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Greenhouse Farming: Urban Farmers’ Ticket To High Yields

by Harvest Money Editor
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Scarcity of land is becoming a big concern to many farmers in urban areas in Uganda. This is why Harvest Money has on several occasions partnered with other stakeholders to train farmers in greenhouse and backyard vegetable growing. This is to equip farmers with skills on how to reap big from small plots, yet yielding much.

Preparation

Walter Lanek, an expert with Balton, says farmers interested in greenhouse farming should look for high yielding seeds.

“We are using very little space. So to benefit much, you need to plant the best seeds,” Lanek says. He also said that preparation for a greenhouse starts from where one erects the structure.

The area has to be flat. The soil to be used in planting must be sterilised to kill bacteria that may cause your plants to rot. Walter said greenhouses come in different sizes. For instance, a 6x12sqm backyard garden takes 290 plants, a 9x15sqm enterprise size takes 560 plants and 9x30sqm take 1,120 plants.

“This is not the exact space needed to place your greenhouse because there are ropes and other things attached to this greenhouse to be firm,” Lanek  adds.

 “This sterilisation can be done by miniaturisation using a can of water, where pipes from the can are connected to a wooden box filled with soil to be sterilised. The water in the can must boil. Soil is sterilised for eight hours. This system is better than those who cook the soil because moisture can penetrate every soil particle. With cooking, it’s the outer part of the soil that is boiling and when it rains the bacteria is reborn,” Lanek says.

He saysthe other method of sterilisation is the solar heater sterilisation system, where one heaps the soil and covers it with a black polythene bag that absorbs heat and burns the soil killing all the bacteria.

Lanek adds that since it may take about a week or more to prepare all the soil needed in the greenhouse, as a farmer prepares the greenhouse, he can plant his nursery bed in pallets.

Planting

Nursery beds for greenhouses should not be planted like those for open farms.

“They should be planted inside a greenhouse to enable them acclimatise,” he says.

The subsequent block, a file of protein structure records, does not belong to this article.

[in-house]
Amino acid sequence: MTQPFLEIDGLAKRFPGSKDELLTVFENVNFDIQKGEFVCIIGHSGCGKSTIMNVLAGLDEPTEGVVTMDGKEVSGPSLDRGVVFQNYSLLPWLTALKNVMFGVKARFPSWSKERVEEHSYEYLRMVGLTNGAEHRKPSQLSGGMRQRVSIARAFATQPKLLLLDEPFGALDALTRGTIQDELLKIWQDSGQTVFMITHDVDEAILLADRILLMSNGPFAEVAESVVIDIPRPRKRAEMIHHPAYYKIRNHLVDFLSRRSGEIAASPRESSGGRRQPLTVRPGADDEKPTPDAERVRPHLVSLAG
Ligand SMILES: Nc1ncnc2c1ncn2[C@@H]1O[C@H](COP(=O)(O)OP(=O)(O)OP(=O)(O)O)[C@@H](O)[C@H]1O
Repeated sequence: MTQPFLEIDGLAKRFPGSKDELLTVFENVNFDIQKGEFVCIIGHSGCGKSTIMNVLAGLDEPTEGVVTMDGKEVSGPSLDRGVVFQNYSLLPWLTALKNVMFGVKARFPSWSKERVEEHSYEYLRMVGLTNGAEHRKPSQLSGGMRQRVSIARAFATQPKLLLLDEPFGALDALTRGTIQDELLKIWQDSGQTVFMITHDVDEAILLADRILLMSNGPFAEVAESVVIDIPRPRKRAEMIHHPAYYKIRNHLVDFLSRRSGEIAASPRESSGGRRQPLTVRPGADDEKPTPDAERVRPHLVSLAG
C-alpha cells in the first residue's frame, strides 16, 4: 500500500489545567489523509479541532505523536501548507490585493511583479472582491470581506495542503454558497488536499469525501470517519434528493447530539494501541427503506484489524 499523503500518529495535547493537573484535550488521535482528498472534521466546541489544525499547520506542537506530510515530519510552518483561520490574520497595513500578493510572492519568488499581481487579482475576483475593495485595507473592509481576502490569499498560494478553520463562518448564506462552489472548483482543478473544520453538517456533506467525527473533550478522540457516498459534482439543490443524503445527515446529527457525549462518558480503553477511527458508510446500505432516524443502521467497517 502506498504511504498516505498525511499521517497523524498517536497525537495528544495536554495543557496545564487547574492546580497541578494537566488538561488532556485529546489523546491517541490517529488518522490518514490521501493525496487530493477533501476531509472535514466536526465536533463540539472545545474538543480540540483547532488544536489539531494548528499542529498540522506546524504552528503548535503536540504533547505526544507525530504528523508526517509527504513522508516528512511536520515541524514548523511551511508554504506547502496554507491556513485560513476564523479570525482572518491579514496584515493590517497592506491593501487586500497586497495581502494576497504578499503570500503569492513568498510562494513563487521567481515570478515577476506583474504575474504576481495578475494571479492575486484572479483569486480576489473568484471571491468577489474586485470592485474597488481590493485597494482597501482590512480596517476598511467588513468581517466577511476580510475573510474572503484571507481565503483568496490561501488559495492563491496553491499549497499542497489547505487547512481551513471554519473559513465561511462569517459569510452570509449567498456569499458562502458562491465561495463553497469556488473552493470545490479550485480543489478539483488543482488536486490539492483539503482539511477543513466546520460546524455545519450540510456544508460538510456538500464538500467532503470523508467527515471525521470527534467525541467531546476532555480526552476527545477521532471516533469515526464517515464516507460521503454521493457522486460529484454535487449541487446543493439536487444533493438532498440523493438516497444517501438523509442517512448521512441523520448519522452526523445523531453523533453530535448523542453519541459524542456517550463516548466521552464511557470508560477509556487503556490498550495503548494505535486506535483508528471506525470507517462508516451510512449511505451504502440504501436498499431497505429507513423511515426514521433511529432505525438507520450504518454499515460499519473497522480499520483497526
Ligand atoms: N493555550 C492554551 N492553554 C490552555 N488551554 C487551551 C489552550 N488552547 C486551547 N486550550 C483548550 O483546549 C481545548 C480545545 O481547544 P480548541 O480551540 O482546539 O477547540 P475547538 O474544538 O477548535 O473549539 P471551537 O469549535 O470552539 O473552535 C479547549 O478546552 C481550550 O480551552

Lanek explains that farmers should use wooden or plastic pallets, or any other material.

He says they should use coco peat instead of soil because soil may have bacteria that cause diseases to the plants. Within 21 days the seedlings are ready for transplanting.

They can also be transplanted to open space gardens. Tomatoes Greenhouses are mainly used to grow vegetables like cabbage, onions, tomatoes, hot and sweet pepper, among others.

“You should never grow anything if the market price doesn’t cover the expenses you invest in its production,” Lanek advises.

He explains that for climbing breeds, you need to help them move along the strings and lower them to keep them short for easy management, pollination and pruning. Since there are no insects in the greenhouse, a farmer must help pollinate his tomatoes. To do this, you should get a stick and bang on the vertical strings on which the strings used by your tomatoes to climb are tied. This must be done between 10:00am and noon when the flowers have opened.

To help your tomatoes yield much, for example, you need to cut off all the buds that come on and only leave one stem.

After harvesting, cut off all the leaves at points where you have harvested to reduce competition for food. When harvesting, do not pluck the ripe tomatoes, but rather cut or break the node. This helps to give your tomatoes a longer shelf life.

How to care for crops in a greenhouse

Farmers ought to know that water is essential to greenhouse farming. Farmers need to have a reliable water supply because after transplanting, they start irrigating their plants the following day. These plants should be irrigated thrice daily (morning, noon and evening for 15-25 minutes, depending on the weather).

However, piped and underground water are the safest for irrigation. This is because rain water may have encountered air pollution. Likewise, swamp, lake and river waters go through different farms that may have bacteria.

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